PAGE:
The products were initially brewed in Belgium and imported to India. Consumers loved it, but the pricing was a hurdle to trials. When Sequoia India came on board, the plan was to shift production to India. While Ankur scouted for facilities, he began pricing the product as though it was being made in India to test future demand. While this meant the company lost money on every bottle sold, it allowed a much larger set of consumers to taste the product. There was an incredibly positive response, which showed us that potential market at the lower price point was huge.

This transition to domestic brewing, however, threw up some challenges. The process took about four months more than was anticipated after a deal to acquire a brewery in Haryana fell through. That miscalculation led to serious supply shortages. The consumers were upset and this ‘dry’ period really tested the resilience of Ankur and his team, who faced tough questions from channel partners. I knew we would get past this ‘growing pains’ stage; the upside was that it helped the startup team build some growth muscle. Entrepreneurs often get caught up in day-to-day firefighting; this tough stretch forced the team to step back and develop a five-year plan on various aspects of the business - like supply and talent as well as marketing and capital. Some folks even accused the company of creating ‘artificial shortage’ to boost demand!!  It was a silver lining, in a way, that even a crisis came off as a smart marketing gimmick.

Bira bottlesIn July 2016, Sequoia India made a second investment and Bira started brewing in Indore, Madhya Pradesh. Bira expanded its product portfolio to include Bira Lite, Bira Strong and The Indian Pale Ale, reclaiming the name for a type of UK-brewed beer that was exported to India during the colonial era. A second facility in Nagpur started production last month.

While many Indian consumers will focus on pricing and alcohol content, Ankur based his business on the belief that there are a large group of consumers who will pay more for superior quality product and a ‘cool’ brand that they can associate with. He liked to say, from early on, that young Indian consumers are willing to choose ‘taste over testosterone’. Testosterone has long been part of the branding and positioning for incumbent beer; Bira’s, in contrast, speaks to a more irreverent, urban young consumer.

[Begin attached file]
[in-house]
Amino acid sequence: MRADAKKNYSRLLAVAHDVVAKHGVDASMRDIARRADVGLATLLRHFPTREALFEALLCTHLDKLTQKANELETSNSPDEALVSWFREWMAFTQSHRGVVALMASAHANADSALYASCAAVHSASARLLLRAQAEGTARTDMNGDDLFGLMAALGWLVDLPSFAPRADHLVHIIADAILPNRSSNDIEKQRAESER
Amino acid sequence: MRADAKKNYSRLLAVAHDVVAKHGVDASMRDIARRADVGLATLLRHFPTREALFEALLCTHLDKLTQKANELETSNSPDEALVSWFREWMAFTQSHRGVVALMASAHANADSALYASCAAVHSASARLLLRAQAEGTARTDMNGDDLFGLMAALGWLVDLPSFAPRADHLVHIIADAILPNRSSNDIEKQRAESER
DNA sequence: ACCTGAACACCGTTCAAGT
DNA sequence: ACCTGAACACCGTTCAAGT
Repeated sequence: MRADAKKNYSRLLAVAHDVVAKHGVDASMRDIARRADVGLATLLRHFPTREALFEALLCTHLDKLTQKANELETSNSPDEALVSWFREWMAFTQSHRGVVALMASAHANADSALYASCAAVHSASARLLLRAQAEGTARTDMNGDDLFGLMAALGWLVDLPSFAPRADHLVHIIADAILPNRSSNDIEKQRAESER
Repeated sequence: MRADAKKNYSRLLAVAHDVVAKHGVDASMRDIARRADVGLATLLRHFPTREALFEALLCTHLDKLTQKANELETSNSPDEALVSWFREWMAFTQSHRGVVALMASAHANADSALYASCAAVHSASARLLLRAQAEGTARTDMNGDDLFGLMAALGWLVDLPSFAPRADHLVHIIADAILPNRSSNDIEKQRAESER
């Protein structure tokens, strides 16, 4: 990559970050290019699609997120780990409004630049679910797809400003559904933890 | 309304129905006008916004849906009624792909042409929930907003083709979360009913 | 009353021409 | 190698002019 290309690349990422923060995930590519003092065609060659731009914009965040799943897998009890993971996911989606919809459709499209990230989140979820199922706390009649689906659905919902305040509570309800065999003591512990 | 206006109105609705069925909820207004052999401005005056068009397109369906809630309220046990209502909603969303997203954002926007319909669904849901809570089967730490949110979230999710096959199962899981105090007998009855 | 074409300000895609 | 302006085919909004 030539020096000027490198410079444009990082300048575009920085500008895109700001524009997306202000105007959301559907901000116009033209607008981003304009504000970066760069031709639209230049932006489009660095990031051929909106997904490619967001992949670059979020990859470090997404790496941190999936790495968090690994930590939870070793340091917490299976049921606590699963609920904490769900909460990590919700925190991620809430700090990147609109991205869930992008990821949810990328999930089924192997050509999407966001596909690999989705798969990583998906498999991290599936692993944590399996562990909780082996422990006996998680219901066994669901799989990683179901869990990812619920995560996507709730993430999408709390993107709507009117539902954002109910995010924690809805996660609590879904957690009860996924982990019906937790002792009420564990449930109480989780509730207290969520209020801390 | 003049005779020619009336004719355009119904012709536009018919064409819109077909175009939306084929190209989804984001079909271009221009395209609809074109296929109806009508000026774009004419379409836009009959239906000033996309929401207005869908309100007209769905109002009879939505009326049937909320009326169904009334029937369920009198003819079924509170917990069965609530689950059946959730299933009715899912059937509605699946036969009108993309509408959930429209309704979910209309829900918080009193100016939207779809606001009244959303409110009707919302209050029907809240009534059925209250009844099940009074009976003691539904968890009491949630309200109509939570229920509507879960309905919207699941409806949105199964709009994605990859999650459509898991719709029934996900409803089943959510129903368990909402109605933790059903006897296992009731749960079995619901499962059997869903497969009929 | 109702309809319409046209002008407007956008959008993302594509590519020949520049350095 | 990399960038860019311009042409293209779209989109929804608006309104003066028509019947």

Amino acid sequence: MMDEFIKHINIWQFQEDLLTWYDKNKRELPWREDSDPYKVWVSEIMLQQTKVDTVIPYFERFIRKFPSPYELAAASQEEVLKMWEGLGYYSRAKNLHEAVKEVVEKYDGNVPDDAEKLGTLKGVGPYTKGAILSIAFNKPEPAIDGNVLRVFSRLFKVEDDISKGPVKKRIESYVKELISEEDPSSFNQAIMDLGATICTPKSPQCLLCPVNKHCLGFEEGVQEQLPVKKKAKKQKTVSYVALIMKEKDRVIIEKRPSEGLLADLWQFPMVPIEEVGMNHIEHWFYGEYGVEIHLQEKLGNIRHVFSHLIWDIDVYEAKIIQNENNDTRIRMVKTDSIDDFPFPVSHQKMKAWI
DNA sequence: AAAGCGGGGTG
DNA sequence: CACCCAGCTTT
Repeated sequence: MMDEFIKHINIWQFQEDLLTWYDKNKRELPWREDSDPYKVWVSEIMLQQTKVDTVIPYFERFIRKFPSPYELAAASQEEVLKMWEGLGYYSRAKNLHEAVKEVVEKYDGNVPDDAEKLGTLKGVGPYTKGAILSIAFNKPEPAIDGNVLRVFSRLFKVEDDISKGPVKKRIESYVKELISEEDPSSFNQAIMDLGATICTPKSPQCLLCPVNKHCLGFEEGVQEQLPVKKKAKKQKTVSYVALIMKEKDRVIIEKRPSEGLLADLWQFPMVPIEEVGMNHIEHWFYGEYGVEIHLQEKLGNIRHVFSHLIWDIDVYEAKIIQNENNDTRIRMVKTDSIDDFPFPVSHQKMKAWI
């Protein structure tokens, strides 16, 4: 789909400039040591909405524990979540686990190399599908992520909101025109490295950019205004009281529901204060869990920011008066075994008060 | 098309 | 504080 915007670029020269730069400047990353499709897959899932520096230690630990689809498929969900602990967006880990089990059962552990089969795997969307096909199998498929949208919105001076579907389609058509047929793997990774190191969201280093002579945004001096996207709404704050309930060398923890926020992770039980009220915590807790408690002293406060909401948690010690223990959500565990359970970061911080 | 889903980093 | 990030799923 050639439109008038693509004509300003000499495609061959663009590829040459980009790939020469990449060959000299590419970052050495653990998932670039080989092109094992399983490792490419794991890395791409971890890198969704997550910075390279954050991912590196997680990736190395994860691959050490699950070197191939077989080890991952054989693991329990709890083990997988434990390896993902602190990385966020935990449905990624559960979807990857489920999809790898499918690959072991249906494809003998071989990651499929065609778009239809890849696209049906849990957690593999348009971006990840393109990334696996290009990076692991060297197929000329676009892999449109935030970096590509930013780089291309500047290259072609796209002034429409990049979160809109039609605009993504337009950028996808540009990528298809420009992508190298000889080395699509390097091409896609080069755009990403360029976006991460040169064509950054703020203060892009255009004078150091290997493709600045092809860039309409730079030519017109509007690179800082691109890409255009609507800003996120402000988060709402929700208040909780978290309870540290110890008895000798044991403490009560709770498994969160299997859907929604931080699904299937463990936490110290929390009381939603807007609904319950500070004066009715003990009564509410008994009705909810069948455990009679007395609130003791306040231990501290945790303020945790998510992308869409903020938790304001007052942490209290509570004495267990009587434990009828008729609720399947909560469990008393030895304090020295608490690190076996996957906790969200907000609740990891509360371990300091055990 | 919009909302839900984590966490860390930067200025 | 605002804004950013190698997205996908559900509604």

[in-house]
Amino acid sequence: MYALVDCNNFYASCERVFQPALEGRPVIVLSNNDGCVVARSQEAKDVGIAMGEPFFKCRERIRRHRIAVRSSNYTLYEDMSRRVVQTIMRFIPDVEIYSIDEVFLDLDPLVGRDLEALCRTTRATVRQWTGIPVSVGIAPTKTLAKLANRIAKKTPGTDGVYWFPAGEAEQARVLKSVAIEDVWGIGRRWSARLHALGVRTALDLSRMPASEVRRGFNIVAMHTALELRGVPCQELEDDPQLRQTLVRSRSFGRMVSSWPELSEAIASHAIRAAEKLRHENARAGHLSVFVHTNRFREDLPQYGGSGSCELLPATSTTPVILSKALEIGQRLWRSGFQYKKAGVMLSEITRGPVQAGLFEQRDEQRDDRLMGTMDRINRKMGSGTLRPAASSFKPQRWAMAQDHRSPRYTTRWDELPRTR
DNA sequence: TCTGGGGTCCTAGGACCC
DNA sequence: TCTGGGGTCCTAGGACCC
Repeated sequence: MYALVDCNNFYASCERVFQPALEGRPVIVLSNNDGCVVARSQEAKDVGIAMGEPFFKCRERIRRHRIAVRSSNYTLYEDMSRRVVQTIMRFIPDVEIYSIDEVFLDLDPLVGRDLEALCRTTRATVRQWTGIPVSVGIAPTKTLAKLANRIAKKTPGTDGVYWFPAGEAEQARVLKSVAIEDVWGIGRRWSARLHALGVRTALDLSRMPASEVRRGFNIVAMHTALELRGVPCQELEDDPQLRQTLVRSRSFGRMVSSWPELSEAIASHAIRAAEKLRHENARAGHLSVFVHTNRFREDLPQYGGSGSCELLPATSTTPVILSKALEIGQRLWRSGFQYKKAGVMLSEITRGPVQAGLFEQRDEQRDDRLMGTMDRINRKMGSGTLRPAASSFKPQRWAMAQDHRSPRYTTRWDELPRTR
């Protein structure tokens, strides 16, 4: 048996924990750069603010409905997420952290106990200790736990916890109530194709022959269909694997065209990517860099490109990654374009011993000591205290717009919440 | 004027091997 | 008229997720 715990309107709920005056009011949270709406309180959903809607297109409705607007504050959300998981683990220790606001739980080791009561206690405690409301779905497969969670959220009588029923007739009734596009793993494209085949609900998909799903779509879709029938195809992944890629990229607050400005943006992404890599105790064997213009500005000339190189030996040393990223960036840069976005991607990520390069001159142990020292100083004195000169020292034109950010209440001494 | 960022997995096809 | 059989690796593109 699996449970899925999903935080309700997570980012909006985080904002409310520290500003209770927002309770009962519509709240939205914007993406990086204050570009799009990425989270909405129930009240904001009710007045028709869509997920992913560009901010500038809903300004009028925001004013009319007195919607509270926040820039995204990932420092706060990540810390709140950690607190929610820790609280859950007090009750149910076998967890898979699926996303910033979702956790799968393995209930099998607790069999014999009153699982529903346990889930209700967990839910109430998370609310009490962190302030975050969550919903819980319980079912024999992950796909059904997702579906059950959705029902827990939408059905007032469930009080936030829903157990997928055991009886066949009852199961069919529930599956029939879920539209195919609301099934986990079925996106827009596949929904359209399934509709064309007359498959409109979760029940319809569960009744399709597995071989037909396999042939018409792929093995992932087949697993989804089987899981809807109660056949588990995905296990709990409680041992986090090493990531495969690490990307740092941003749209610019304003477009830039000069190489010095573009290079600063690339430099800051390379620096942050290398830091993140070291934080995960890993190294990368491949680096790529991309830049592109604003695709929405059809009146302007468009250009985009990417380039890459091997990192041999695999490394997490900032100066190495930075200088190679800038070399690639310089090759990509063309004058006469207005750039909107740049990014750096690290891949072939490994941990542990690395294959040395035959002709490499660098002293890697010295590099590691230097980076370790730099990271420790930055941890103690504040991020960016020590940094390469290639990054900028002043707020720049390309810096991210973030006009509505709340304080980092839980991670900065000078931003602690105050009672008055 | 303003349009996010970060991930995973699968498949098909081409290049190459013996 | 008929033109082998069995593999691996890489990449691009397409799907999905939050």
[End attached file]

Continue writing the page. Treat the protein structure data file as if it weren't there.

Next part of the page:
The Bira team has been particularly creative at digital marketing. In September, they launched Hot Stuff, an eight-episode web series that sent well-known foodies Rocky Singh and Mayur Sharma on the search for the hottest chillies and cuisines across India which, of course, the duo pair with Bira 91. The series drew over 4.5 million views.

They’ve collaborated with restaurant search and delivery app, Zomato, as well as with Saavn, a music app, creating a series of playlists, such as the Brew playlist, Asal Hustle by Bira 91 and the Bira Hip Hop Channel. In November, the company launched Bira Free Flow, a 360-degree hip hop platform that will span live music gigs, a web series, and partnerships with Indian hip hop acts to produce original content for Bira’s channel. One of the first artists they’ve signed on is Delhi-based rapper Prabh Deep, who has just launched his first album “Class-Sikh”.

The love for the product and brand is immense, and it’s been incredible to watch its cult status grow. It is very satisfying to stand at a bar and see consumers insisting on Bira even when the bartender is pushing some other brand. Another highlight for me: when Mint’s “Cranky Consumer” columnist Priya Ramani proclaimed last year that Bira is her beverage of choice, and wrote about how the brew’s bottle caps, which feature the Bira monkey, had acquired cult status on Instagram. For me, the most gratifying moment was when a young cousin, who is an early adopter of ‘cool’ products, very proudly introduced Bira at a family event.

Bira has done a fantastic job in building the brand in a short time frame. This is due to Ankur’s clarity, his understanding of the gap in the market, and the team’s ability to craft the right proposition to best capture that opportunity. It’s early days yet, but it’s exciting to see that Bira is now the premium beer of choice for target consumers in several key cities.

I’ll raise a glass to that.